Causes of Drought

Drought is a normal, recurring feature of the climate in most parts of the world. Having adequate drought mitigation strategies in place can greatly reduce the impact.

Generally, rainfall is related to the amount of water vapor in the atmosphere, combined with the upward forcing of the air mass containing that water vapor. If either of these are reduced, the result is drought.

Factors include:

* Above average prevalence of high pressure systems
* Winds carrying continental, rather than oceanic air masses (i.e. reduced water content)
* El Nino ( and other oceanic temperature cycles)
* Climate change has substantial impact on agriculture thought the world, especially in developing nations


Periods of drought can have significant environmental, economic, and social consequences. The most common consequences include:

* Death of livestock
* Reduced crop yields
* Wildfires, such as Australian bushfires, are more common during times of drought
* Shortages of water for industrial users
* Desertification
* Dust storms, when drought hits an area suffering from desertification and erosion
* Malnutrition, dehydration and related diseases
* Famine due to lack of water for irrigation
* Social unrest
* Mass migration, resulting in internal displacement and international refugees
* War over natural resources, including water and food
* Reduced electricity production due to insufficient available coolant
* Snakes have been known to emerge and snakebites become more common




As a drought persists, the conditions surrounding it gradually worsens and its impact on the local population gradually increases. Droughts go through three stages before their ultimate cessation.

1. Meteorological drought is brought about when there is a prolonged period with less than average precipitation. Meteorological drought usually precedes the other kinds of drought.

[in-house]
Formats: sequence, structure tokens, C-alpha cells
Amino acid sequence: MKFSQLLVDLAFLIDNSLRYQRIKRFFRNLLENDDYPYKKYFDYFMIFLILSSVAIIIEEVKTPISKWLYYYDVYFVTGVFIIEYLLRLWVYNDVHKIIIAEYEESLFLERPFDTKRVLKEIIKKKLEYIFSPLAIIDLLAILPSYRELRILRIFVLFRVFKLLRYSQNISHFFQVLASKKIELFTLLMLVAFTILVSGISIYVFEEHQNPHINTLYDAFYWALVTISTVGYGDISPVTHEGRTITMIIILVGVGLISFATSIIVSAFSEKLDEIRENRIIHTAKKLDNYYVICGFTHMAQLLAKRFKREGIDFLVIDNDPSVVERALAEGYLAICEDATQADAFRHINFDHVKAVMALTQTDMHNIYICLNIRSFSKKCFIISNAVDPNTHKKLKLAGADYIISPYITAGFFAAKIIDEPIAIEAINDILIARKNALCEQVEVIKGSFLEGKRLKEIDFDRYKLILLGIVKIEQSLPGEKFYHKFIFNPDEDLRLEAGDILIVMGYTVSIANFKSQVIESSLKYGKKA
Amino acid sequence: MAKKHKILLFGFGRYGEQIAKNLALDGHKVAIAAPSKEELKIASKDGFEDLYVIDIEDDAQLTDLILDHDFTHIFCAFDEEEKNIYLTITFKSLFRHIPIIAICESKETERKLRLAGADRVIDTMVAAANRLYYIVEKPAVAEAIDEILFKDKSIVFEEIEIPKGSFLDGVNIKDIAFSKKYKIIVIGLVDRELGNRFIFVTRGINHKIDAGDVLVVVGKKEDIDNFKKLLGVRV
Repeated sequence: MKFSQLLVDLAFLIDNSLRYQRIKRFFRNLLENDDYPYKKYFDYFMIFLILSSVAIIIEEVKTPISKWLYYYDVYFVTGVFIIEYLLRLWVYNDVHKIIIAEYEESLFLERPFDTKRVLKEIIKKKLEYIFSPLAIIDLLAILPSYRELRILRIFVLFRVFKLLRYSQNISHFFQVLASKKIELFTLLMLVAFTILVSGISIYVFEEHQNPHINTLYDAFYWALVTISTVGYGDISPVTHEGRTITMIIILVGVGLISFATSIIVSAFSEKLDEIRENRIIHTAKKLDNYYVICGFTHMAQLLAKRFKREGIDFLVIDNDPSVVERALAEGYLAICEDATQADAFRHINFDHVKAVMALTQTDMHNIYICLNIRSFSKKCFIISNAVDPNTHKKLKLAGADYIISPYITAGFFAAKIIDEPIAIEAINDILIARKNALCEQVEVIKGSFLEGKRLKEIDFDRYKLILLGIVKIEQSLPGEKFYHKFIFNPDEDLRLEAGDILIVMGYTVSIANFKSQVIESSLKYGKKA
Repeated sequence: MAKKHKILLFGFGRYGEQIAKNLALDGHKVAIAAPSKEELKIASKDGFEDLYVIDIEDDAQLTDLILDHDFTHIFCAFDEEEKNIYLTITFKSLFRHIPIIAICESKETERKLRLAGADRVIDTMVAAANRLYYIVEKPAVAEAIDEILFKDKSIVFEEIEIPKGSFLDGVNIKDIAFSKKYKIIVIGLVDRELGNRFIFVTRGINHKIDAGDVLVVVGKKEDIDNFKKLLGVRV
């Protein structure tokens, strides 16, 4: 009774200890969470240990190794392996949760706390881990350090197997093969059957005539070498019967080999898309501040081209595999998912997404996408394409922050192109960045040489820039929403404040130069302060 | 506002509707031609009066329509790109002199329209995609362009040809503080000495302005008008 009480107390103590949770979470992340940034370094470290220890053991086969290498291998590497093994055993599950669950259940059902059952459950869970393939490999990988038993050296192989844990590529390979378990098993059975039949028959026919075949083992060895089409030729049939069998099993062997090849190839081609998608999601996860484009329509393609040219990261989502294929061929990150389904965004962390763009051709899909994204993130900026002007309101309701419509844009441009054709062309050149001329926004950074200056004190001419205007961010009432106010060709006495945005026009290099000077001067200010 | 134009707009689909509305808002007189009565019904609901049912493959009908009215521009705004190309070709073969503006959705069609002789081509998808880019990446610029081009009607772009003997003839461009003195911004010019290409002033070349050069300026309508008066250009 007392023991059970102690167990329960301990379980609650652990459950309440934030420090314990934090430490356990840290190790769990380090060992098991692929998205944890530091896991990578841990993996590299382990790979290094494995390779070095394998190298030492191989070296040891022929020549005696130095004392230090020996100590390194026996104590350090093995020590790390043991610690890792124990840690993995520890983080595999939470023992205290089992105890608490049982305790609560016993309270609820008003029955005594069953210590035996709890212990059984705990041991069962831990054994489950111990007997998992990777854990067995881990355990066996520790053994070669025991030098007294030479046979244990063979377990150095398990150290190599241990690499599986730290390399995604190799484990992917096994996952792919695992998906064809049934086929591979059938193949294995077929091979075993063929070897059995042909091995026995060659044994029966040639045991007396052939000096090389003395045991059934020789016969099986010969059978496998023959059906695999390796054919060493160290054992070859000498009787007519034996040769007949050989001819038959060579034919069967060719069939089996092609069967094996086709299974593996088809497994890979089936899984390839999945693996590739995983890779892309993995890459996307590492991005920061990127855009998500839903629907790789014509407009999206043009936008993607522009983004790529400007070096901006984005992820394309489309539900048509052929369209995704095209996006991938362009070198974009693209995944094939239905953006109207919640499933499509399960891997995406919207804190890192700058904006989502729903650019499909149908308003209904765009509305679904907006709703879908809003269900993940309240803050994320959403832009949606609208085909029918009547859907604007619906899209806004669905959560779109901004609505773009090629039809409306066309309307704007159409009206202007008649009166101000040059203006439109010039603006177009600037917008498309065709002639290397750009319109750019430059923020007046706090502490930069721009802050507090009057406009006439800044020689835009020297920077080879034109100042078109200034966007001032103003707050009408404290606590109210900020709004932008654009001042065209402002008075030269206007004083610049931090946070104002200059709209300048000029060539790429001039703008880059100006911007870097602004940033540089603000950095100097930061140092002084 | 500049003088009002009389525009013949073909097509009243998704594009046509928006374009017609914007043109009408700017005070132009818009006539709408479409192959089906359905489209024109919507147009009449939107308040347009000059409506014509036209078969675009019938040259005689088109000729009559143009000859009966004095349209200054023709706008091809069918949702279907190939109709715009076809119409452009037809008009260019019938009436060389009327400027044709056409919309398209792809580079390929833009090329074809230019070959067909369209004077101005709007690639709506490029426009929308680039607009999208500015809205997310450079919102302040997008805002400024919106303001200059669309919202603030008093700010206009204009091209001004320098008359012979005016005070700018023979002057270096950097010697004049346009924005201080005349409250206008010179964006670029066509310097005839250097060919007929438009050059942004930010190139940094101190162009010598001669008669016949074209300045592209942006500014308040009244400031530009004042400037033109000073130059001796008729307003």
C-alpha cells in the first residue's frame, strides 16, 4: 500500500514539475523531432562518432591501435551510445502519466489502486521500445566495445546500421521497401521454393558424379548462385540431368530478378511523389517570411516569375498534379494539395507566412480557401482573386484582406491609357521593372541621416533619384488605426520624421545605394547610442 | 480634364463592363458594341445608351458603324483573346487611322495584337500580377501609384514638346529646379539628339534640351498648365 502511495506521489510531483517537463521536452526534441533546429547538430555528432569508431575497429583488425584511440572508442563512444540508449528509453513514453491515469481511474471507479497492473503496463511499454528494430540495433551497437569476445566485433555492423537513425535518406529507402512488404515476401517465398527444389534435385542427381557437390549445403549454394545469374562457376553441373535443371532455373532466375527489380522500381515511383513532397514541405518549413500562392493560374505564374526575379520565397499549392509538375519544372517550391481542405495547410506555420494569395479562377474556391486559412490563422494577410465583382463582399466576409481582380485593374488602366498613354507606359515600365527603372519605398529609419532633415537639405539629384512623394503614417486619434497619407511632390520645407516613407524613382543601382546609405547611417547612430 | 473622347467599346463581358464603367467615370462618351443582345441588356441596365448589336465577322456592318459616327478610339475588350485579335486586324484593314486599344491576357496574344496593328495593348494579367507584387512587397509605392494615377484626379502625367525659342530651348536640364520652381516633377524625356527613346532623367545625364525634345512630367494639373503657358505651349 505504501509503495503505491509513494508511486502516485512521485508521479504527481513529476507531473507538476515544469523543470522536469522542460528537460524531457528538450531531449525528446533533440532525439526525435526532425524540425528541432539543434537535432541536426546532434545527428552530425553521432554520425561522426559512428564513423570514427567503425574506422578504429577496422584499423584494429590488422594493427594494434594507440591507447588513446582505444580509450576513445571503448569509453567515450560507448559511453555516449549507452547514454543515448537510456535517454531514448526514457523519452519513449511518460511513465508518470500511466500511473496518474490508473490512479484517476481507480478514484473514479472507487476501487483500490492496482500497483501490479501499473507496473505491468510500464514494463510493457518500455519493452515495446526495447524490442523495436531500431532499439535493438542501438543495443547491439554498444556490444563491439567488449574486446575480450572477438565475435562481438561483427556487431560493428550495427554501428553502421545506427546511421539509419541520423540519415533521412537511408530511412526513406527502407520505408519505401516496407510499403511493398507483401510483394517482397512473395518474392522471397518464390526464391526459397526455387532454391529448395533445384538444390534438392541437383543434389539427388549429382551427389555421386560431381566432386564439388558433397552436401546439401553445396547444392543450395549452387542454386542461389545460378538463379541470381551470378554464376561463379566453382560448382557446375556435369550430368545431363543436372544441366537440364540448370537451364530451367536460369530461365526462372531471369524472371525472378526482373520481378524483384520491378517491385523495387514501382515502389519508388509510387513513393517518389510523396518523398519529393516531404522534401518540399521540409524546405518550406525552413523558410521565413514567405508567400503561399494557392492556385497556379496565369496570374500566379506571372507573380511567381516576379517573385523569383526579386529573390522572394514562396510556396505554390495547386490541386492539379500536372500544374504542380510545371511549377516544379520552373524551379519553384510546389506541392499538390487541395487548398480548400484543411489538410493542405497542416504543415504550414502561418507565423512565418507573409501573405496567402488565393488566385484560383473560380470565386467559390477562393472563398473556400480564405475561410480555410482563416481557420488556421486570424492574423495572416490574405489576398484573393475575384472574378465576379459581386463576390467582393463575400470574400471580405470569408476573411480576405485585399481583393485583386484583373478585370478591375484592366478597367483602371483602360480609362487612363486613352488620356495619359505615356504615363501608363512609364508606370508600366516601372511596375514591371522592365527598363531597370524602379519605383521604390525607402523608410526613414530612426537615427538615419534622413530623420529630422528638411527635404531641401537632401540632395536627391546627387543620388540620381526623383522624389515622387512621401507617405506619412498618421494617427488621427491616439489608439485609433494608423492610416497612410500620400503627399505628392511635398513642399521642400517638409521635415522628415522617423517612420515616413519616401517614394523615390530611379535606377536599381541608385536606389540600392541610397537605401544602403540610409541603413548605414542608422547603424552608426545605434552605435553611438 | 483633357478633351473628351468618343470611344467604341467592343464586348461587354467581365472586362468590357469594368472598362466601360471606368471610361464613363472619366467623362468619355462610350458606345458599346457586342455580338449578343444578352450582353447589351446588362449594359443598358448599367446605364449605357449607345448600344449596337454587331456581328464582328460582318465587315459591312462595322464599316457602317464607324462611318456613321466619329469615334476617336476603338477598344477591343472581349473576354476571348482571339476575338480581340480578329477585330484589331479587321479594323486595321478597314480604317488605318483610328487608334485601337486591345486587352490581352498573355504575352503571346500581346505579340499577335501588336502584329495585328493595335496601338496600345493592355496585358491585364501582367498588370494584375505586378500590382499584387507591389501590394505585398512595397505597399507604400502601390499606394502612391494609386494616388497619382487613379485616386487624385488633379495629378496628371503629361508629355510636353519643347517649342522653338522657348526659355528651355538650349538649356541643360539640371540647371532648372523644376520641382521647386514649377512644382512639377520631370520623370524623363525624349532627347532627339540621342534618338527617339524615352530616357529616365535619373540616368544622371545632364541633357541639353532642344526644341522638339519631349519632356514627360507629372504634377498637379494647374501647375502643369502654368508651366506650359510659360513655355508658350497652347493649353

2. Agricultural droughts are droughts that affect crop production or the ecology of the range. This condition can also arise independently from any change in precipitation levels when soil conditions and erosion triggered by poorly planned agricultural endeavors caused a shortfall in water available to the crops. However, in a traditional drought, it is caused by an extended period of below average precipitation.

3. Hydrological drought is brought about when the water reserves available in sources such as aquifers, lakes, and reservoirs falls below the statistical average. Like an agricultural drought, this can be triggered by more than just a loss of rainfall. For instance, Kazakhstan was recently awarded a large amount of money by the World Bank to restore water that has been diverted to other nations from the Aral Sea under Soviet rule. Similar circumstances also place their largest lake, Balkhash, at risk of completely drying out


Where do droughts occur?

Droughts usually occur in hot dry areas of land. In most cases the area is dry because there is a very minimal rainfall. The rain that does fall will be quickly absorbed into the ground or blown away by the dry air flow that moves along the ground. Therefore the land is very dry and not many things can live there.


Major Droughts

Year Place Cause Destruction
1931-1938 Great Plains of the USA Severe wind storms dried out the land and blew the top layer of soil away Cars, homes and farms destroyed in dust storms
1972-1974 Africa Decreased Rainfall The countries financial business went down
1976 Britain It did not rain from June 1975 to September 1976. Droughts were very rare in England Water rationing was greatly needed in the larger cities of Britain